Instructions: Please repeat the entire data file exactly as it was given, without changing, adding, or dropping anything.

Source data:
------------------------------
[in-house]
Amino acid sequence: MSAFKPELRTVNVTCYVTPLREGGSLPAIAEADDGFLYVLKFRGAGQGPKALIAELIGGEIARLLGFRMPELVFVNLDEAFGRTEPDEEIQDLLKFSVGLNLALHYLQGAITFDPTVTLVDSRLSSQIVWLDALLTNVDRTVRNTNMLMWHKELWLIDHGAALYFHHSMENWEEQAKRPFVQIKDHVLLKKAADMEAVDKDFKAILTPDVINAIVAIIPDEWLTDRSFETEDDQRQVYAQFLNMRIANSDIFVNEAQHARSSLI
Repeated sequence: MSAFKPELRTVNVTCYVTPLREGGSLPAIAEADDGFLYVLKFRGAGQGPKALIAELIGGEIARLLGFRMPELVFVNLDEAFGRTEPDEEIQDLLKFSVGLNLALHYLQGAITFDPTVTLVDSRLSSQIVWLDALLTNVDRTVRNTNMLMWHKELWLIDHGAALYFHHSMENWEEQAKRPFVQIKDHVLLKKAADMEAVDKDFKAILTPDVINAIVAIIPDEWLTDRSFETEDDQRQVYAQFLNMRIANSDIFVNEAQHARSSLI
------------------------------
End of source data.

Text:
[in-house]
Amino acid sequence: MSAFKPELRTVNVTCYVTPLREGGSLPAIAEADDGFLYVLKFRGAGQGPKALIAELIGGEIARLLGFRMPELVFVNLDEAFGRTEPDEEIQDLLKFSVGLNLALHYLQGAITFDPTVTLVDSRLSSQIVWLDALLTNVDRTVRNTNMLMWHKELWLIDHGAALYFHHSMENWEEQAKRPFVQIKDHVLLKKAADMEAVDKDFKAILTPDVINAIVAIIPDEWLTDRSFETEDDQRQVYAQFLNMRIANSDIFVNEAQHARSSLI
Repeated sequence: MSAFKPELRTVNVTCYVTPLREGGSLPAIAEADDGFLYVLKFRGAGQGPKALIAELIGGEIARLLGFRMPELVFVNLDEAFGRTEPDEEIQDLLKFSVGLNLALHYLQGAITFDPTVTLVDSRLSSQIVWLDALLTNVDRTVRNTNMLMWHKELWLIDHGAALYFHHSMENWEEQAKRPFVQIKDHVLLKKAADMEAVDKDFKAILTPDVINAIVAIIPDEWLTDRSFETEDDQRQVYAQFLNMRIANSDIFVNEAQHARSSLI